Ezekiel was a prophet of the Judean exiles in Babylon more than 550 years before the time of Christ. He ministered during an era when many had begun to question whether the God of Israel would be faithful to the promises he made to Abraham and David. The temple in Jerusalem had been destroyed by Nebuchadnezzar, many of the people had been removed from the Promised Land, and there was no king to lead God’s people. Could YHWH be trusted? Was YHWH still supreme? What would be the fate of Israel? To answer these questions, Ezekiel was transported by the Spirit to a valley full of dry bones. Ezekiel was asked whether or not the bones could live? His answer: “I don’t know.” God’s breath, his Spirit, then began to move and what happens next is nothing short of a resurrection. I penned a poem inspired by this passage several years ago. The first stanza went like this...
Lying in the dust, the corpse rots through and through.
There's no more life to live, there's nothing left to do.
Then the bones begin to rattle, the bones begin to shake.
The sinews and the flesh, new life begins to make.
Gasping deep, lungs expanding, Spirit's wind, life's breath.
The living God's the giving God and life has conquered death!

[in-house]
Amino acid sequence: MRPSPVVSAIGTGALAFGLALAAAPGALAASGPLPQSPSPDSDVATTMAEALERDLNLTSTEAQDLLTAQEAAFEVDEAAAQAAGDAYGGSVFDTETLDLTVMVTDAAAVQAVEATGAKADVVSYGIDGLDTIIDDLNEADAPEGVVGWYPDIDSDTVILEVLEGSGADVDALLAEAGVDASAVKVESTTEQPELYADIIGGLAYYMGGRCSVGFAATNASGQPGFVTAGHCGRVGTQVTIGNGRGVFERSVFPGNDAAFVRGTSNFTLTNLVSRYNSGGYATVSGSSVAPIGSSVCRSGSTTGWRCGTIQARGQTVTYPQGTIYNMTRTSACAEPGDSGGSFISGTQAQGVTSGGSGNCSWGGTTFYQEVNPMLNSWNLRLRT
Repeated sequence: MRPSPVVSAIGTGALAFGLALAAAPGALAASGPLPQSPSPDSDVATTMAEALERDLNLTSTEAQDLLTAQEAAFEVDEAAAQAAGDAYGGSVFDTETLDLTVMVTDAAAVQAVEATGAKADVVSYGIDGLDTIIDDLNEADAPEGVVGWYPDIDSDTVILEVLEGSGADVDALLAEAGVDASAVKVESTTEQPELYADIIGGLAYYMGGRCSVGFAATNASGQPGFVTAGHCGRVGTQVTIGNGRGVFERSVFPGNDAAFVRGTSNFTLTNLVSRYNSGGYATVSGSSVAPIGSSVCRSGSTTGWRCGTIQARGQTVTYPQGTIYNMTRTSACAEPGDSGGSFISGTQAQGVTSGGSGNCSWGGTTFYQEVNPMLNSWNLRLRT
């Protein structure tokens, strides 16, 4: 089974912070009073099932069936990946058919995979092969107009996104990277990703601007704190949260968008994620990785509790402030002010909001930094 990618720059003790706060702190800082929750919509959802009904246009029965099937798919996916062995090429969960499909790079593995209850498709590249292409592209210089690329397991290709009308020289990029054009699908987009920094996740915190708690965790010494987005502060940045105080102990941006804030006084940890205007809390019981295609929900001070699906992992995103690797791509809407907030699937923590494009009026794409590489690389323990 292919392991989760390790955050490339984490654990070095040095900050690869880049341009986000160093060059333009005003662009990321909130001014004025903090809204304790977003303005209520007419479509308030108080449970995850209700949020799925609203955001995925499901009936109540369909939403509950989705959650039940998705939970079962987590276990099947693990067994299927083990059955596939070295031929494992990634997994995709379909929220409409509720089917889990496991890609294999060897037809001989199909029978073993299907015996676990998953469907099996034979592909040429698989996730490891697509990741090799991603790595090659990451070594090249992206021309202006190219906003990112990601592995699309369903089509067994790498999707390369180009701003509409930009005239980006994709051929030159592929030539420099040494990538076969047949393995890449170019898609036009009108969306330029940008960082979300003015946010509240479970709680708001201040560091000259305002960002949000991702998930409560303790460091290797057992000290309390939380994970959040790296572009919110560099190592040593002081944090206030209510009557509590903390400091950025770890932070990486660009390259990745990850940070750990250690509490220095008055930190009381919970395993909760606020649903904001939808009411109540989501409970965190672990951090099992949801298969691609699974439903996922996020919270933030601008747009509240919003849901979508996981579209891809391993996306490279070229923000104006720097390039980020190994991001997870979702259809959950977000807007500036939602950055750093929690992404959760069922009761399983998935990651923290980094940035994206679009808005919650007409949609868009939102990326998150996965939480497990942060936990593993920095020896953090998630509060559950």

Ezekiel was told that the dead bones represent Israel and that God will bring them from their graves and put them back in their land. In addition to this, he’ll put his own Spirit within them and they will live. Though clearly metaphorical, this ancient vision helped inform the development of the Jewish theology of resurrection, which of course informed the Christian understanding of both spiritual and physical resurrection. Our God is fully capable of, and quite frankly, anxious, to resurrect our broken lives. Our spiritual resurrections point us to the future when the last enemy, death, will be defeated completely and God will bring our physical bodies out of our graves and into his glorious new world to live with him forever. If our God is able to do this, then is there anything beyond his reach? If even your decayed, rotted, mortal body can be given new breath and new life some day, then why not your present life now? If God can raise the dead (and we know he did - Jesus), then why can't he raise you from whatever ash heap you may find yourself in spiritually? Why not at least be as open minded as Ezekiel and say, "I don't know."? God is a God of surprises! - Shay